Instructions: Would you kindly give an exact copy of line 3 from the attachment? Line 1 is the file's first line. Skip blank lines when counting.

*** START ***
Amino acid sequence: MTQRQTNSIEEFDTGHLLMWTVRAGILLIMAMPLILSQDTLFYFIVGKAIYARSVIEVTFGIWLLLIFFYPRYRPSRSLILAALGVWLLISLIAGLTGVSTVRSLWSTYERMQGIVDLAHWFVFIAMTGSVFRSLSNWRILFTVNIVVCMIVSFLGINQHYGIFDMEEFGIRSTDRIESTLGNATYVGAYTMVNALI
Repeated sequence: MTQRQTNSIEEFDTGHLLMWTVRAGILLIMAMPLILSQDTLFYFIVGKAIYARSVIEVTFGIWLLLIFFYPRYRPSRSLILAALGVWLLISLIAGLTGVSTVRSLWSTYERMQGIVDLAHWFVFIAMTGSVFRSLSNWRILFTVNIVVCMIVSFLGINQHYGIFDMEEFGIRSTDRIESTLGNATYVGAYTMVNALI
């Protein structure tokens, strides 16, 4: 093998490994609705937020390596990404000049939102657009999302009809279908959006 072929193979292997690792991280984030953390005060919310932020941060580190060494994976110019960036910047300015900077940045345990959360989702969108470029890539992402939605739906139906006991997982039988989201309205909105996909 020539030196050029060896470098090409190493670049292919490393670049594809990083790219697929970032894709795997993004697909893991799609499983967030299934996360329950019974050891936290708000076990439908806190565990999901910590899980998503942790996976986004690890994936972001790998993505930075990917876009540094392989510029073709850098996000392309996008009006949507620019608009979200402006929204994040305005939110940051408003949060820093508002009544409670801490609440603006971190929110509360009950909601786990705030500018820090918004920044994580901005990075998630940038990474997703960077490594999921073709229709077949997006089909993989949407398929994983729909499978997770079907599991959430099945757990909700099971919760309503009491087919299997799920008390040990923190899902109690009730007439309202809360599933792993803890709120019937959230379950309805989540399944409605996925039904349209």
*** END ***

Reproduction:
């Protein structure tokens, strides 16, 4: 093998490994609705937020390596990404000049939102657009999302009809279908959006 072929193979292997690792991280984030953390005060919310932020941060580190060494994976110019960036910047300015900077940045345990959360989702969108470029890539992402939605739906139906006991997982039988989201309205909105996909 020539030196050029060896470098090409190493670049292919490393670049594809990083790219697929970032894709795997993004697909893991799609499983967030299934996360329950019974050891936290708000076990439908806190565990999901910590899980998503942790996976986004690890994936972001790998993505930075990917876009540094392989510029073709850098996000392309996008009006949507620019608009979200402006929204994040305005939110940051408003949060820093508002009544409670801490609440603006971190929110509360009950909601786990705030500018820090918004920044994580901005990075998630940038990474997703960077490594999921073709229709077949997006089909993989949407398929994983729909499978997770079907599991959430099945757990909700099971919760309503009491087919299997799920008390040990923190899902109690009730007439309202809360599933792993803890709120019937959230379950309805989540399944409605996925039904349209």